Temperatures rising

The coming spring is warming, though barely unfrozen, like the pond the first time I try to go swimming after ice-out, when I know if I’d just jump in it would be fine for the rest of summer but not yet so I walk in slowly, and feel the blue slide up my legs.

One day, probably soon, I’ll just jump in all the way and be fine.

Not yet.

Ice out. It’s odd the way lake ice melts. For months it has been solid enough to support fishing shacks dragged onto the frozen lake behind pickup trucks and the occasional John Deere.

Inside the , many of the comforts of home – a mini-fridge and a potbellied stove, a cooler or two for chairs, doubling as a repository for fish the owners hoped to catch through the hole built into the floor of the shack, then cut through eighteen to 24 inches of frozen pond.

Outside, scattered across the surface, more fisherfolk sat on lawn chairs next to open fires or walked around to “Howdy” with other fishers, trading greetings.

“Catchinenny?”

“Cupla perch.”

Occasionally, a luckier angler would hold up a land-locked salmon or lake trout.

“Just the one, so far.”

Mid-January, a deep freeze sets in, with daytime highs almost up to freezing for weeks. In February, on its celestial schedule, days begin to warm. The sun rises earlier over the eastern mountain, each morning the blazing orb appears slightly to the left of the morning before. Like a flock of murmurating starlings, the fisherfolk hook their pickups to the shacks and drag them off the waning ice. The lake begins to darken as the frozen caps over unused fishing holes disappear and the weight of the remaining ice pushes water to the surface, turning the snow to slush.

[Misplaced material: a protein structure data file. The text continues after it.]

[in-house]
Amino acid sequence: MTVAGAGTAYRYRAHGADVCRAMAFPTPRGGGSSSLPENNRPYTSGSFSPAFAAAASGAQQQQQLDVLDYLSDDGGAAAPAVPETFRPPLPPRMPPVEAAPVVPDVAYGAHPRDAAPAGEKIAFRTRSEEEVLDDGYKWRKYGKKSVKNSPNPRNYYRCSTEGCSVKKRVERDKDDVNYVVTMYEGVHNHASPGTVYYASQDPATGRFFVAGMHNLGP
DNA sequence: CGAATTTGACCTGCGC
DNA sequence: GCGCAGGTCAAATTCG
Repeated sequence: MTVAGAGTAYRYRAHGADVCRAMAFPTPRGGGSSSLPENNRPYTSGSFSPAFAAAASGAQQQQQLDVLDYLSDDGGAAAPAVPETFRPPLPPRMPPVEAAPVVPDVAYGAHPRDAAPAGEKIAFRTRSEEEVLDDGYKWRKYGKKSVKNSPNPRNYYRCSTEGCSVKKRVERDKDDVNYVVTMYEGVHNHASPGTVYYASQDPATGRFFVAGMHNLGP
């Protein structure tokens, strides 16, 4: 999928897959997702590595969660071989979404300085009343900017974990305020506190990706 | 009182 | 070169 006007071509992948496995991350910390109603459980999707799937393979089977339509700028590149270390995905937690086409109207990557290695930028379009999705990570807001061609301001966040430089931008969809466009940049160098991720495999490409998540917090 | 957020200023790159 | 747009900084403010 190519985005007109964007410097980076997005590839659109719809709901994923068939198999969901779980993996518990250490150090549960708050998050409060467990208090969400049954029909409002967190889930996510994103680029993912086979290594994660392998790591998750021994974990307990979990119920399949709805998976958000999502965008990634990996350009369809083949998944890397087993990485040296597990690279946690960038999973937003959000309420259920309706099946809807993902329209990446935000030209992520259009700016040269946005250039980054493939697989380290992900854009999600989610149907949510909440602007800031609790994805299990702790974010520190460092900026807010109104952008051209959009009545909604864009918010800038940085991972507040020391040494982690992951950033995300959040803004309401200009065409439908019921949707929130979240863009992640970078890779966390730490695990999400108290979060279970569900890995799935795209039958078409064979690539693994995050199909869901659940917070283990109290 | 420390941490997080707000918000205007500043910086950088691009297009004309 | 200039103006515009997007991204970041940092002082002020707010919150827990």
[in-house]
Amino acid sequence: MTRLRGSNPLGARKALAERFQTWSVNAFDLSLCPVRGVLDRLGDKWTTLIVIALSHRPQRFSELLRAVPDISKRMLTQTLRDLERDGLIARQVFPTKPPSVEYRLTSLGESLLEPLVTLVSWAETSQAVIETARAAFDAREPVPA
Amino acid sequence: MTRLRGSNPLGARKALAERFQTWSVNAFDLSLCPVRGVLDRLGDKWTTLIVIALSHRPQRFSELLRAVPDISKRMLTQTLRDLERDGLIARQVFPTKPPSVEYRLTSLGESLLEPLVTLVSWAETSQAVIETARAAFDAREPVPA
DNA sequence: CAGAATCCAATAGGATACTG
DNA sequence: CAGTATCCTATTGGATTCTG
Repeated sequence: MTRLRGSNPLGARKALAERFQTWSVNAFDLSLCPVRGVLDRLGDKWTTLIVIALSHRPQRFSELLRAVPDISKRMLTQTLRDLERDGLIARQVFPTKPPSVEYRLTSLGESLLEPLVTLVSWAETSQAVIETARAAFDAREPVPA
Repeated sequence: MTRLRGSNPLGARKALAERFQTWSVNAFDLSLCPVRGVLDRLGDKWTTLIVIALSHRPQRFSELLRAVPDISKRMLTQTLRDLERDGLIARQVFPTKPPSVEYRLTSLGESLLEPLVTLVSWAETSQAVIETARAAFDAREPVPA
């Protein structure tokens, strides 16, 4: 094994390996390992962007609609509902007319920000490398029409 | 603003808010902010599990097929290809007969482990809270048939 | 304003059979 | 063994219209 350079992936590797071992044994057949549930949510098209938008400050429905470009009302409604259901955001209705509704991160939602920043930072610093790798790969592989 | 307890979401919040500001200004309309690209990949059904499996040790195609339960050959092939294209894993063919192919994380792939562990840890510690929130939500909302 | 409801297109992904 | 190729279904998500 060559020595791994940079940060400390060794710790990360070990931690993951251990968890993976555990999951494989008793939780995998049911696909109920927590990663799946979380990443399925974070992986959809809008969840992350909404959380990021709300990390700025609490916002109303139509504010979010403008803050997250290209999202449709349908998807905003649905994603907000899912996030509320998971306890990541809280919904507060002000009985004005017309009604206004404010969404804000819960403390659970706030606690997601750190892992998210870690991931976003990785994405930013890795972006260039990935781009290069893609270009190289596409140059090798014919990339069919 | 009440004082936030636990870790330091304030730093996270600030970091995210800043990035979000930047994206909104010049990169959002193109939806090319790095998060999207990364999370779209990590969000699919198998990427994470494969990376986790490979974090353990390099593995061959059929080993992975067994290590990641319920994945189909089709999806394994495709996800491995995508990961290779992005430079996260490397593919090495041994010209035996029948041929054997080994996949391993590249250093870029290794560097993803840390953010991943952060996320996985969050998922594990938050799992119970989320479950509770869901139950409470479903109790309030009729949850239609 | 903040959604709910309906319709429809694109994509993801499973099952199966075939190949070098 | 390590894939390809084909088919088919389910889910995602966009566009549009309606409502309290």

Soon the ice will be gone from the lake and leaves will blanket the maples and I will be seriously considering that first plunge.

# # #

Ah, memories of when and where I grew up, when winters were cold and the ice was thick on the lake. The past few years where I now call home it has been a little difficult keeping track of claims of coming climate trends but we know from experience that spring is coming earlier and warmer. I bought a snowthrower a few years ago when there was snow I was not enthusiastic about shoveling. I have not needed to work the machine the past two years.

Thirty miles from home, the international airport is, on the year, nearly three degrees warmer than normal. The thing is, “normal” only looks back thirty years, making the TV weatherfolks’ mention of today’s temp relative to “normal” only slightly more meaningful than comparing it to yesterday.

Lately, I have been thinking about winter in Ukraine. It’s almost Cherry Blossom Time here, so why is everyone in Ukraine huddled in quilted coats, wading through new snow. So I loaded up my digital globe.

It turns out, if Kyiv – that nation’s capital city – was moved to the same hemisphere as the east coast of the United States, it would be about 600 miles north of New York City, up near the southern tip of Hudson Bay, where almost no one lives.

It is difficult to think of changing climate or relative distances between cities on opposite sides of the planet. We get used to driving around town, but it is easy to lose track of which way is North or in what direction lies a restaurant we have been to only once. What we do know is temperatures – political and environmental – are rising in both hemispheres.

Thanks for coming along. If you like what you’ve seen, please take a moment to tell your friends where we are.

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